Activist and writer Elie Wiesel, the World War II death camp survivor who won a Nobel Peace Prize for becoming the life-long voice of millions of Holocaust victims, has died, Israel's Holocaust memorial Yad Vashem said on Saturday.
Wiesel, a philosopher, speaker, playwright and professor who also campaigned for the tyrannised and forgotten around the world, was 87.
The Romanian-born Wiesel lived by the credo expressed in "Night," his landmark story of the Holocaust - "to forget the dead would be akin to killing them a second time".
In awarding the Peace Prize in 1986, the Nobel Committee praised Wiesel as a "messenger to mankind" and "one of the most important spiritual leaders and guides in an age when violence, repression and racism continue to characterise the world."
Wiesel was 16-years-old when he emerged from the newly liberated Buchenwald concentration camp in 1945. He had been orphaned by the Nazis and their identification number, A-7713, was tattooed on his arm as a physical manifestation of his broken faith and the nightmares that would haunt him throughout his life.
Wiesel and his family had first been taken by the Nazis from the village of Sighetu Marmatiei in the Transylvania region of Romania to Auschwitz, where his mother and one of his sisters died. Wiesel and his father, Shlomo, ended up in Buchenwald, where Shlomo died.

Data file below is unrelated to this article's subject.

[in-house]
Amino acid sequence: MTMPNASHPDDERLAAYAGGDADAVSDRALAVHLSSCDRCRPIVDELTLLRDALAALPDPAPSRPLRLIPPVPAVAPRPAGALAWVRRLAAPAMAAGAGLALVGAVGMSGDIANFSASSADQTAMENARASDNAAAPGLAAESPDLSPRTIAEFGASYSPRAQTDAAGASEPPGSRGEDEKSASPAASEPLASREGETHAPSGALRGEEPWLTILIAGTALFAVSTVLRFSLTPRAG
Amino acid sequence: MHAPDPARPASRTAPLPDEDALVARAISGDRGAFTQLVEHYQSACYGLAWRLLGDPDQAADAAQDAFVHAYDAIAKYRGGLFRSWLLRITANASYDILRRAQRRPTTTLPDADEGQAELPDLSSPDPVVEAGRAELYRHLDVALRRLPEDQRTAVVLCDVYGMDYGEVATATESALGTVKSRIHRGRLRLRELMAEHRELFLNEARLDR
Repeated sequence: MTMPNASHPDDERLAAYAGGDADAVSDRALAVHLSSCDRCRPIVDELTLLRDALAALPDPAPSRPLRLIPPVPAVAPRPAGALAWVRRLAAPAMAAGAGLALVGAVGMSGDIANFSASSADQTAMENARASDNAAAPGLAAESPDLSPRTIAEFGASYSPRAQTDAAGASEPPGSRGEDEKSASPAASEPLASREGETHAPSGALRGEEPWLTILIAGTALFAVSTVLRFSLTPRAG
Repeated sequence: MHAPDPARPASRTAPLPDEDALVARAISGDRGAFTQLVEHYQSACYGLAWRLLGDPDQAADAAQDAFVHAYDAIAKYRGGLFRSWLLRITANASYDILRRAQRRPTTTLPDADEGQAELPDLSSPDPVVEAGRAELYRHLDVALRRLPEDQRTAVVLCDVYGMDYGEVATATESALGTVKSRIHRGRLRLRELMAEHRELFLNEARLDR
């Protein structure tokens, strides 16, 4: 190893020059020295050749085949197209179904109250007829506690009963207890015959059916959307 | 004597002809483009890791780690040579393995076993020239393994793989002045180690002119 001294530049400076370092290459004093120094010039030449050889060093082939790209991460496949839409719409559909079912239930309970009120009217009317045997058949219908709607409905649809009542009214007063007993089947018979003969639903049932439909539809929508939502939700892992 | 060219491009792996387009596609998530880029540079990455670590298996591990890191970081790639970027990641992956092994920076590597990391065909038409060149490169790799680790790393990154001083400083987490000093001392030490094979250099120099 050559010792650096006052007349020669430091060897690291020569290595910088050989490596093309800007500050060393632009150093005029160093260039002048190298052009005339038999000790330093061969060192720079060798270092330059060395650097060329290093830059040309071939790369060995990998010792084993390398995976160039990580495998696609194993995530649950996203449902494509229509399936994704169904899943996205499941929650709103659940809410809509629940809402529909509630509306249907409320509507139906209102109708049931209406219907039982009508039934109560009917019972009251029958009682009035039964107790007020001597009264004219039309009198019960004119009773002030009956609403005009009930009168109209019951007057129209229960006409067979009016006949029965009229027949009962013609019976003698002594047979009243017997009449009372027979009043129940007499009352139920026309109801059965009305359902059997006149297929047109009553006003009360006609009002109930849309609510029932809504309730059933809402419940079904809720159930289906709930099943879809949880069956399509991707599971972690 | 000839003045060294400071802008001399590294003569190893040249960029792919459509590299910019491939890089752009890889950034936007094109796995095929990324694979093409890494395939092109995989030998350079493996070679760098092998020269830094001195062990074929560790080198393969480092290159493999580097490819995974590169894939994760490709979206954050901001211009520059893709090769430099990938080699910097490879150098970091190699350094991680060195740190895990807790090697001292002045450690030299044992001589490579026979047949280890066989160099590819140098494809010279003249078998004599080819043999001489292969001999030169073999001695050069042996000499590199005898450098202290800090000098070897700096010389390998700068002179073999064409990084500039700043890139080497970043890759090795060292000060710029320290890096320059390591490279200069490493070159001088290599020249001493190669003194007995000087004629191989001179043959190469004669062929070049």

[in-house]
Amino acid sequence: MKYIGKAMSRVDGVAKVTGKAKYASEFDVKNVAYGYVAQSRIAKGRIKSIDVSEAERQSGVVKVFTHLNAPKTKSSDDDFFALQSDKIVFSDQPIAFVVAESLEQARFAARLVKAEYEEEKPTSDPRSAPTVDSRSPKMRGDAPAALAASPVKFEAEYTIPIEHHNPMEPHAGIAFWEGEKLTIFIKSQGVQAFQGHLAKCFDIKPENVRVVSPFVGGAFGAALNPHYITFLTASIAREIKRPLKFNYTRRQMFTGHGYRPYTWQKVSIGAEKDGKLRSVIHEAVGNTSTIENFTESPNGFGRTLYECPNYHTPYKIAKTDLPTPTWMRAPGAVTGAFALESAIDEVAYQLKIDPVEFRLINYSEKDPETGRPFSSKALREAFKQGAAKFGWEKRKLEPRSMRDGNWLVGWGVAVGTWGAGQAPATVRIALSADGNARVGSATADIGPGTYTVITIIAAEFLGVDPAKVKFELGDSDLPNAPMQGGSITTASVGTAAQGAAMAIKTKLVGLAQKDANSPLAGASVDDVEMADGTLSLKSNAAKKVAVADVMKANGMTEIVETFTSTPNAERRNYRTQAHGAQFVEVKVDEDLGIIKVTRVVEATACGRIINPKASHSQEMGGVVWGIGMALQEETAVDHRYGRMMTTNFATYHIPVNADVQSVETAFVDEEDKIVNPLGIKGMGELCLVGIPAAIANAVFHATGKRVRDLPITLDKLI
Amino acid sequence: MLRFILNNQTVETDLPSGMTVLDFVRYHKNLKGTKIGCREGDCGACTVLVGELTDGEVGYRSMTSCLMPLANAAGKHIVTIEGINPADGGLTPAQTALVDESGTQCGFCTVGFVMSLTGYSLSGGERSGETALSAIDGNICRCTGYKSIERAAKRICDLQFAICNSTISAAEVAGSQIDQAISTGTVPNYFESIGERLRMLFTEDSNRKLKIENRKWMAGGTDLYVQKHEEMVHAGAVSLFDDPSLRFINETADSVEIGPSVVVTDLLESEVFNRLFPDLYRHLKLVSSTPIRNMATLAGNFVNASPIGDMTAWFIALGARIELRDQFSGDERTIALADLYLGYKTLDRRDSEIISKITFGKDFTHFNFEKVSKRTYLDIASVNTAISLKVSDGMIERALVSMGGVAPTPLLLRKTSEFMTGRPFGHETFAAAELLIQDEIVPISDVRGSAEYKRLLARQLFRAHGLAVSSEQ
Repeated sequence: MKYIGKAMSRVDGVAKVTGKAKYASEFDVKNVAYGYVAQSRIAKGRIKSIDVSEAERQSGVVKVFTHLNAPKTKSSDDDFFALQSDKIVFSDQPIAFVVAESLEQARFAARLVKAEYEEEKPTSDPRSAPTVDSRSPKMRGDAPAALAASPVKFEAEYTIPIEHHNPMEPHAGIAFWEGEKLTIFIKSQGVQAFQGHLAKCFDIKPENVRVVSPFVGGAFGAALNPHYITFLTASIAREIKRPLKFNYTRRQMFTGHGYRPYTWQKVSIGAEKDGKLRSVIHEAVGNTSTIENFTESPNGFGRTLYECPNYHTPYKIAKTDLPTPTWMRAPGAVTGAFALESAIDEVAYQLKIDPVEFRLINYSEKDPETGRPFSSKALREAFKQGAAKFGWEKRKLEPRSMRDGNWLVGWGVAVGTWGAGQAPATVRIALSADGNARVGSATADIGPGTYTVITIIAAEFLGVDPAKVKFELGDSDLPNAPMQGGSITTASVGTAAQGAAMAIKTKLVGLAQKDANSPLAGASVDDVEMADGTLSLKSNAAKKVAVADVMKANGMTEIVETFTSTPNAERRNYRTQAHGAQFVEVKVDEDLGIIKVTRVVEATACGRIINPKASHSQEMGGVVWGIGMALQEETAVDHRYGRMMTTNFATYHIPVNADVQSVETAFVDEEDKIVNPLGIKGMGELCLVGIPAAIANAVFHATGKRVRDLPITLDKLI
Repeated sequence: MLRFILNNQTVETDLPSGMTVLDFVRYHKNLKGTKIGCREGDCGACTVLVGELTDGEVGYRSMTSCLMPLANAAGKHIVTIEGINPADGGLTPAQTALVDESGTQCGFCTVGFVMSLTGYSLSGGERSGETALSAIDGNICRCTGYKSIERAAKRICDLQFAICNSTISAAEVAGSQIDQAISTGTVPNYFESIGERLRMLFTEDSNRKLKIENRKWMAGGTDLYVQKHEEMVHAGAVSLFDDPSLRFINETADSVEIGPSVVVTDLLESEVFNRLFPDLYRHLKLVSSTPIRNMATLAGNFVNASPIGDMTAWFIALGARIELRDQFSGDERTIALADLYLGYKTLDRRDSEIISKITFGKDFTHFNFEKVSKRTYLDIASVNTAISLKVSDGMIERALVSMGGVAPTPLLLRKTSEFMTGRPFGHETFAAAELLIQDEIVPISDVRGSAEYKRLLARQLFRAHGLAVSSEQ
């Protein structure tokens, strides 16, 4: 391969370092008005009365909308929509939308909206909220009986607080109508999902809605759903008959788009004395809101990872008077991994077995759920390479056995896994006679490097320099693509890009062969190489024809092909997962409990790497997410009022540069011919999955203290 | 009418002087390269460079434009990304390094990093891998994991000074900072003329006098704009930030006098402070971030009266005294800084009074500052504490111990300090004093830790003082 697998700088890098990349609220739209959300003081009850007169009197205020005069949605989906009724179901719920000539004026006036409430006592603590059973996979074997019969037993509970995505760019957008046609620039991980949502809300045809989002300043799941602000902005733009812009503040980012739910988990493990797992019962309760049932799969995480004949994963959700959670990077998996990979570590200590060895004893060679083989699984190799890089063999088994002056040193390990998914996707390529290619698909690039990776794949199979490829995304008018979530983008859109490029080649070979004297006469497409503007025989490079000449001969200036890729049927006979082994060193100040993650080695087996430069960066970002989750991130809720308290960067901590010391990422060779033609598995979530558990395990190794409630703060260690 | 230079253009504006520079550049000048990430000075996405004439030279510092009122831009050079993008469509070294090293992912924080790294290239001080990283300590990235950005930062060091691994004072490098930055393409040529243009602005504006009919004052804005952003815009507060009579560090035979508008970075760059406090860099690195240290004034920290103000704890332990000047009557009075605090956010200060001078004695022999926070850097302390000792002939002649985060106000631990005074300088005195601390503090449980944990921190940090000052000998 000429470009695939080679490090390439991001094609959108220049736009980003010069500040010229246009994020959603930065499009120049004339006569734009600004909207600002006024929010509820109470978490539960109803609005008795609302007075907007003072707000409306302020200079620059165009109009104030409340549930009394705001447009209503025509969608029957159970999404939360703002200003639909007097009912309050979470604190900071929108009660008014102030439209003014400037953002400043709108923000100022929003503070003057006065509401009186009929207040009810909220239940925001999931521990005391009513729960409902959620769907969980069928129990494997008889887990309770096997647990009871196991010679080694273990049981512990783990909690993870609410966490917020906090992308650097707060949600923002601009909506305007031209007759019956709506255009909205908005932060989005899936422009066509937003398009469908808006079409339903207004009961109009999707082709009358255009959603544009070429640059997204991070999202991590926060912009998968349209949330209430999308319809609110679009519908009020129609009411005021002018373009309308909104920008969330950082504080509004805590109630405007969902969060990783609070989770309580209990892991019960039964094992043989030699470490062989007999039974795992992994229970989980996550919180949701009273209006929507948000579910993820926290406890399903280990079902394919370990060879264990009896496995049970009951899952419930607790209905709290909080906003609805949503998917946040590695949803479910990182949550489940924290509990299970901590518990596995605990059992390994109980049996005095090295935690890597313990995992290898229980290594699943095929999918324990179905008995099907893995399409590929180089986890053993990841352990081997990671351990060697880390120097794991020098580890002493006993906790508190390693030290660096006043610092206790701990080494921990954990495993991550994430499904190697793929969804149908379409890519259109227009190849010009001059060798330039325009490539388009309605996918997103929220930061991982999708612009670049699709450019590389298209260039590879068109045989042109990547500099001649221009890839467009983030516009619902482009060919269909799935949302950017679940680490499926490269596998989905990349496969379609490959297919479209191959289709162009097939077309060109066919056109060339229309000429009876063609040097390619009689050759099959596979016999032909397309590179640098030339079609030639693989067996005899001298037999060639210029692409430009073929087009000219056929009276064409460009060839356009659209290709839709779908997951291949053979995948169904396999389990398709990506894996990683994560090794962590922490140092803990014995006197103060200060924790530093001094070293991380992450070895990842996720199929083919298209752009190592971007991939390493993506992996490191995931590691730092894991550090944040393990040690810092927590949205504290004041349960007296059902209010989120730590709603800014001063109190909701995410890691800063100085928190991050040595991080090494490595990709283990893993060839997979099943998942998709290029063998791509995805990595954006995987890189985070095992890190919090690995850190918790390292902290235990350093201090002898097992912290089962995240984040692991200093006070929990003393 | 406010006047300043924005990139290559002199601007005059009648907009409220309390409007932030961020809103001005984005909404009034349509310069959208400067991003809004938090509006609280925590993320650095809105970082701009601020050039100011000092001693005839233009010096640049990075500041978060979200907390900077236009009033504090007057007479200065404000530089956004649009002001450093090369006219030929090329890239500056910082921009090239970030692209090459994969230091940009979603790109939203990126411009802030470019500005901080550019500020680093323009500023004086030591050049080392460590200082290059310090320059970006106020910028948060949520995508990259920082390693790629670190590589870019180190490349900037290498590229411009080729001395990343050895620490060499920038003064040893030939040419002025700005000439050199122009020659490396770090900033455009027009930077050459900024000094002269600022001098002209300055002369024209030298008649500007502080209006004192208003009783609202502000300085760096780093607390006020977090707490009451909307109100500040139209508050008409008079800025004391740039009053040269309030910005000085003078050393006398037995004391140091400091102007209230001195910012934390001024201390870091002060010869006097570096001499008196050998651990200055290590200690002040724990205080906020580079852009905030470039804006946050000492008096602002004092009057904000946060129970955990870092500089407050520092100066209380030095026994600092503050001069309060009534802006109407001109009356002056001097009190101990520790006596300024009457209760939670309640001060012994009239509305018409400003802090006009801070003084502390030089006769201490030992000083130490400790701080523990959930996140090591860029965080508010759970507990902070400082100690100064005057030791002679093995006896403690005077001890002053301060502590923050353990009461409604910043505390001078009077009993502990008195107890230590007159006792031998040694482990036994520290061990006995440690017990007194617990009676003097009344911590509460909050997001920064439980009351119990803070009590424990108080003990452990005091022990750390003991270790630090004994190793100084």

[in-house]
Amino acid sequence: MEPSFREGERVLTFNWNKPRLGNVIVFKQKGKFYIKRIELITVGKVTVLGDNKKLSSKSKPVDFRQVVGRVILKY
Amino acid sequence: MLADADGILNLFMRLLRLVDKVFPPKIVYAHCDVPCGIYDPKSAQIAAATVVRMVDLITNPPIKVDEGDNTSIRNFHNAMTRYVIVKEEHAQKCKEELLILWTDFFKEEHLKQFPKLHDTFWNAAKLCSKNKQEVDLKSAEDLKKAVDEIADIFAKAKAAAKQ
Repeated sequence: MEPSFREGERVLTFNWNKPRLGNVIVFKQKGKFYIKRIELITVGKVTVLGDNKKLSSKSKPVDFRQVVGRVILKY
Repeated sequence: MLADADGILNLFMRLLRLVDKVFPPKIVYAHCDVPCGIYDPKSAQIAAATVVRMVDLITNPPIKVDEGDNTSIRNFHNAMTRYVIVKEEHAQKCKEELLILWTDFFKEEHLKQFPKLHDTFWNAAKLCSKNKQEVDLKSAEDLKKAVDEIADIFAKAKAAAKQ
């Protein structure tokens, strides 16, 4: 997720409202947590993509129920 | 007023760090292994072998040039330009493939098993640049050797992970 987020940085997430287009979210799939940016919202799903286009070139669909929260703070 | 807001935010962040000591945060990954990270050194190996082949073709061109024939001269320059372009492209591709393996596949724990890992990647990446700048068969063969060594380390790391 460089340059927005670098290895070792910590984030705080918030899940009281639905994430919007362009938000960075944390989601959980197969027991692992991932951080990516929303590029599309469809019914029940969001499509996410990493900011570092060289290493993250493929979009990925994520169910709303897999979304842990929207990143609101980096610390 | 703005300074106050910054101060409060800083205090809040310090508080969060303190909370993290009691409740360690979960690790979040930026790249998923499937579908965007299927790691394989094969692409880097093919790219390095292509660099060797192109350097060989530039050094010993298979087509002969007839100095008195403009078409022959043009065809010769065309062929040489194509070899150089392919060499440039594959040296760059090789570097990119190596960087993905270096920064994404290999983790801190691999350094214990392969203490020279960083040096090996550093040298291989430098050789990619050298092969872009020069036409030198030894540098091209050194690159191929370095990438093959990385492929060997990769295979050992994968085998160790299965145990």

A few years after winning the peace prize, he established the Elie Wiesel Foundation for Humanity, which, in addition to Israeli and Jewish causes, campaigned for Miskito Indians in Nicaragua, Cambodian refugees, victims of South African apartheid and of famine and genocide in Africa.
Wiesel became close to US President Barack Obama but the friendship did not deter him from criticising US policy on Israel. He spoke out in favour of Jewish settlements in East Jerusalem and pushed the United States and other world powers to take a harder stance against Iran over its nuclear programme. Wiesel attended the joint session of the US Congress in 2015 when Israeli Prime Minister Benjamin Netanyahu spoke on the dangers of Iran's programme.
Wiesel and wife, Marion, married in 1969 and their son, Elisha, was born in 1972